As students we all learn about how long a tissue injury may take to heal.  But this information is infrequently passed on to the patients and I don't think we should underestimate the benefit in learning how long something might take to feel better. It is one of the active ingredients in therapeutic care that we can provide to patients with pain, along with reassurance.  Sometimes people don't want to hear that healing and resolution will take 'time' but I'm afraid that's one of the first things we need to accept.  

 

As an absolute minimum these are some common timelines for Tissue Healing:

 

Muscle Tear: between 2-12 weeks depending on the severity

Acute Tendinopathy: 4+ weeks

Degenerative Tendinopathy: 8+ weeks

Ligament: Between 2-12 weeks depending on the severity (and 12+ weeks if you've had surgical repair)

Internal Disc Derangement: 8+ weeks depending on severity and location

Bone fracture: 8+ weeks (depending on severity)

Bone bruising: 8+ weeks

Most Cartilage injuries: 4+ weeks

Bursa: 2-6 weeks (or on and on and on) depending on severity

Things that will impact tissue healing times (for better or for worse):

  • Underlying bony change (age related or previous injury) 
  • Anti-inflammatories
  • Progressing exercise too fast
  • No exercise
  • Sitting on your butt 9 hours per day
  • Eating great or crap food
  • Drinking alcohol
  • Drinking caffeine
  • Drinking sugary drinks
  • Age
  • Occupation
  • Values (have you got a big game to play?)
  • Beliefs (your father thinks you're weak)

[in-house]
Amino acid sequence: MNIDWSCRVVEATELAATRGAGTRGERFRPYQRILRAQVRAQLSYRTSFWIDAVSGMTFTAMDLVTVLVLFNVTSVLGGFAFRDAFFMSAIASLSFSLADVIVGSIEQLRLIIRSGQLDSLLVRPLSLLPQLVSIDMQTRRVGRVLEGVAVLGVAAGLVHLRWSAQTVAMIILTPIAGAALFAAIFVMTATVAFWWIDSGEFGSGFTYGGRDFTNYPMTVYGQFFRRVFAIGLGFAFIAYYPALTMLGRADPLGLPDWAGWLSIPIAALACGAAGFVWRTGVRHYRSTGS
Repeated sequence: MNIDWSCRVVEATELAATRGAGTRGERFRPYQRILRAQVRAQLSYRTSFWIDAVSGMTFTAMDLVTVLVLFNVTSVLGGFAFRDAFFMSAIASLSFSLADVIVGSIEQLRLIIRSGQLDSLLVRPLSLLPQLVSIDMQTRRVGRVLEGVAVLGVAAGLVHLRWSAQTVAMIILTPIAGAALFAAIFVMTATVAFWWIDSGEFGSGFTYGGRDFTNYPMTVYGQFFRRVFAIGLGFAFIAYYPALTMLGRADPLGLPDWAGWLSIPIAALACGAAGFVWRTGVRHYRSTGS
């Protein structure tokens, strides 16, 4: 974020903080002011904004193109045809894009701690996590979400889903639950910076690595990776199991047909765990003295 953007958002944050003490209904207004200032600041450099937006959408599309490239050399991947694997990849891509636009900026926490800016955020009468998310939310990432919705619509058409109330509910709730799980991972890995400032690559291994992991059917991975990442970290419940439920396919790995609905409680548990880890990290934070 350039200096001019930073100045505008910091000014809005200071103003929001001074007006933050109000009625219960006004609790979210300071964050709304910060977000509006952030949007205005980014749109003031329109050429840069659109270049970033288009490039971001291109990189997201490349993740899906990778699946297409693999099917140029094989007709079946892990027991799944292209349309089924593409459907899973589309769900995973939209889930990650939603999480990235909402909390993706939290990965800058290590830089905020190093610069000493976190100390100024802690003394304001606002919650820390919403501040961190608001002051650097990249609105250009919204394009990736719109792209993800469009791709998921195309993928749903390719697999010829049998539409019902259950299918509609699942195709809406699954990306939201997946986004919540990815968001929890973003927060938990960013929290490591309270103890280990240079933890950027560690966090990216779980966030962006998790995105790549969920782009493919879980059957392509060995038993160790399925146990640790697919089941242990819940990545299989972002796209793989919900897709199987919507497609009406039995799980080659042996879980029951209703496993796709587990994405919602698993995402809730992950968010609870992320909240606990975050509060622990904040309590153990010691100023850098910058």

• Sleep or lack of...
  • Stress

Keep in mind we are talking about tissue healing times here and this is something completely different from whether you are experiencing pain or whether you have terrific or terrible function (read this entry here for more on the complexity of pain).

Back to our lovely mid-50s lady with sore toe. Potentially, when she kicked her toe into the heavy box, she didn't fracture the long bone but compressed the ends of two bones into each other essentially bruising the bone.  This bruised bone takes a lot longer to heal than a bruise to the skin and the soft tissue just below it and this means it may also hurt for longer.

Finally, walking around with that sore toe can mean you may start to move through your foot differently avoiding the sore joint. You might weight bear more on the foot that doesn't hurt. Your whole body is invested in reducing the pain in your foot and so adapts to give your poor old toe the time and space to heal and recover.  Learning about this can help your anxiety around your sore toe and even reduce pain levels.  And of course manual and physical therapy provided by the Osteopaths at Fairfield Osteopathic Clinic can certainly diagnose, treat and provide education and advice to help reduce your pain and your anxiety about 'how long until this stops hurting'.

To make an appointment book online or call 9489 0981